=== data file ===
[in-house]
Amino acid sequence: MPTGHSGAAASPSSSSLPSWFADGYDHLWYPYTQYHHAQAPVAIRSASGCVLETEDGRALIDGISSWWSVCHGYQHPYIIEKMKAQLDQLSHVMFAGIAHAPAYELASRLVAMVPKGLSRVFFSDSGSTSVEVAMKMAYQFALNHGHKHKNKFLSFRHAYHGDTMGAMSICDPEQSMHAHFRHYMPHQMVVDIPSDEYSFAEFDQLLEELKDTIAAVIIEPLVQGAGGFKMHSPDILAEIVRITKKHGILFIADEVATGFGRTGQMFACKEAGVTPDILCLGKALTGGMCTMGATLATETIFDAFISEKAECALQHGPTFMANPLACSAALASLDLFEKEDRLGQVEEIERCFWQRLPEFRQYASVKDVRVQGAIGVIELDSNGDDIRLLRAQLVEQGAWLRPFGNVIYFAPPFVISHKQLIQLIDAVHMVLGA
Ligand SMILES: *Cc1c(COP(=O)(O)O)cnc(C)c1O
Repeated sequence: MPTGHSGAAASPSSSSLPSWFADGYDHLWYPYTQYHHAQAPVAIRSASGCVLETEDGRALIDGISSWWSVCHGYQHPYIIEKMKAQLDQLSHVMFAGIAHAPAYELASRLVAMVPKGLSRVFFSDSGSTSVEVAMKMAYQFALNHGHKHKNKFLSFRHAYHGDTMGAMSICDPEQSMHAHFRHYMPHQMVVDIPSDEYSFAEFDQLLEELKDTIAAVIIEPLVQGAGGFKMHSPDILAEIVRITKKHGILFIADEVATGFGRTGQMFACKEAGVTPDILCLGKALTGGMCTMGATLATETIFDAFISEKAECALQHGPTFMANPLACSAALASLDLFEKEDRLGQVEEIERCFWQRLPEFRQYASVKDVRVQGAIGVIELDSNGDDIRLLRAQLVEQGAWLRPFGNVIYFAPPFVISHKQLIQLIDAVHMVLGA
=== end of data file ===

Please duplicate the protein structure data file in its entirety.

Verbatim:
[in-house]
Amino acid sequence: MPTGHSGAAASPSSSSLPSWFADGYDHLWYPYTQYHHAQAPVAIRSASGCVLETEDGRALIDGISSWWSVCHGYQHPYIIEKMKAQLDQLSHVMFAGIAHAPAYELASRLVAMVPKGLSRVFFSDSGSTSVEVAMKMAYQFALNHGHKHKNKFLSFRHAYHGDTMGAMSICDPEQSMHAHFRHYMPHQMVVDIPSDEYSFAEFDQLLEELKDTIAAVIIEPLVQGAGGFKMHSPDILAEIVRITKKHGILFIADEVATGFGRTGQMFACKEAGVTPDILCLGKALTGGMCTMGATLATETIFDAFISEKAECALQHGPTFMANPLACSAALASLDLFEKEDRLGQVEEIERCFWQRLPEFRQYASVKDVRVQGAIGVIELDSNGDDIRLLRAQLVEQGAWLRPFGNVIYFAPPFVISHKQLIQLIDAVHMVLGA
Ligand SMILES: *Cc1c(COP(=O)(O)O)cnc(C)c1O
Repeated sequence: MPTGHSGAAASPSSSSLPSWFADGYDHLWYPYTQYHHAQAPVAIRSASGCVLETEDGRALIDGISSWWSVCHGYQHPYIIEKMKAQLDQLSHVMFAGIAHAPAYELASRLVAMVPKGLSRVFFSDSGSTSVEVAMKMAYQFALNHGHKHKNKFLSFRHAYHGDTMGAMSICDPEQSMHAHFRHYMPHQMVVDIPSDEYSFAEFDQLLEELKDTIAAVIIEPLVQGAGGFKMHSPDILAEIVRITKKHGILFIADEVATGFGRTGQMFACKEAGVTPDILCLGKALTGGMCTMGATLATETIFDAFISEKAECALQHGPTFMANPLACSAALASLDLFEKEDRLGQVEEIERCFWQRLPEFRQYASVKDVRVQGAIGVIELDSNGDDIRLLRAQLVEQGAWLRPFGNVIYFAPPFVISHKQLIQLIDAVHMVLGA